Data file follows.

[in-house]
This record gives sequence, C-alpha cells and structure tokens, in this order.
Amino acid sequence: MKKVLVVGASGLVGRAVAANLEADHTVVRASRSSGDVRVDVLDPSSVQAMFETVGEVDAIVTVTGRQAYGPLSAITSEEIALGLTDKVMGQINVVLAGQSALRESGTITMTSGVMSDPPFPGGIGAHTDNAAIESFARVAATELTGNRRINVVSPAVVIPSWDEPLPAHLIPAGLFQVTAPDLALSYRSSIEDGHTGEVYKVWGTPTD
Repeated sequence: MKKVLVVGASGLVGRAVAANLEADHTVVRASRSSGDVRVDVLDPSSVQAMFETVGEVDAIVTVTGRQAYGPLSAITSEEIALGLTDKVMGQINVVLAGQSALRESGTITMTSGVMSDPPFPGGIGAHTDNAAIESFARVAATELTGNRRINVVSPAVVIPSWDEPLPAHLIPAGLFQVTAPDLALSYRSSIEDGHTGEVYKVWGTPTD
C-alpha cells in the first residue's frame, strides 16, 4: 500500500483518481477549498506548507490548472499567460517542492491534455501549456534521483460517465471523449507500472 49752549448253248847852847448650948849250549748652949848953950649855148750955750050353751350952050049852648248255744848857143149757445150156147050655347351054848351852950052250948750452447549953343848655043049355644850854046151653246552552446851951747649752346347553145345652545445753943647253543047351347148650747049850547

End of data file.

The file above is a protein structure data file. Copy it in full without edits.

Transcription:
[in-house]
This record gives sequence, C-alpha cells and structure tokens, in this order.
Amino acid sequence: MKKVLVVGASGLVGRAVAANLEADHTVVRASRSSGDVRVDVLDPSSVQAMFETVGEVDAIVTVTGRQAYGPLSAITSEEIALGLTDKVMGQINVVLAGQSALRESGTITMTSGVMSDPPFPGGIGAHTDNAAIESFARVAATELTGNRRINVVSPAVVIPSWDEPLPAHLIPAGLFQVTAPDLALSYRSSIEDGHTGEVYKVWGTPTD
Repeated sequence: MKKVLVVGASGLVGRAVAANLEADHTVVRASRSSGDVRVDVLDPSSVQAMFETVGEVDAIVTVTGRQAYGPLSAITSEEIALGLTDKVMGQINVVLAGQSALRESGTITMTSGVMSDPPFPGGIGAHTDNAAIESFARVAATELTGNRRINVVSPAVVIPSWDEPLPAHLIPAGLFQVTAPDLALSYRSSIEDGHTGEVYKVWGTPTD
C-alpha cells in the first residue's frame, strides 16, 4: 500500500483518481477549498506548507490548472499567460517542492491534455501549456534521483460517465471523449507500472 49752549448253248847852847448650948849250549748652949848953950649855148750955750050353751350952050049852648248255744848857143149757445150156147050655347351054848351852950052250948750452447549953343848655043049355644850854046151653246552552446851951747649752346347553145345652545445753943647253543047351347148650747049850547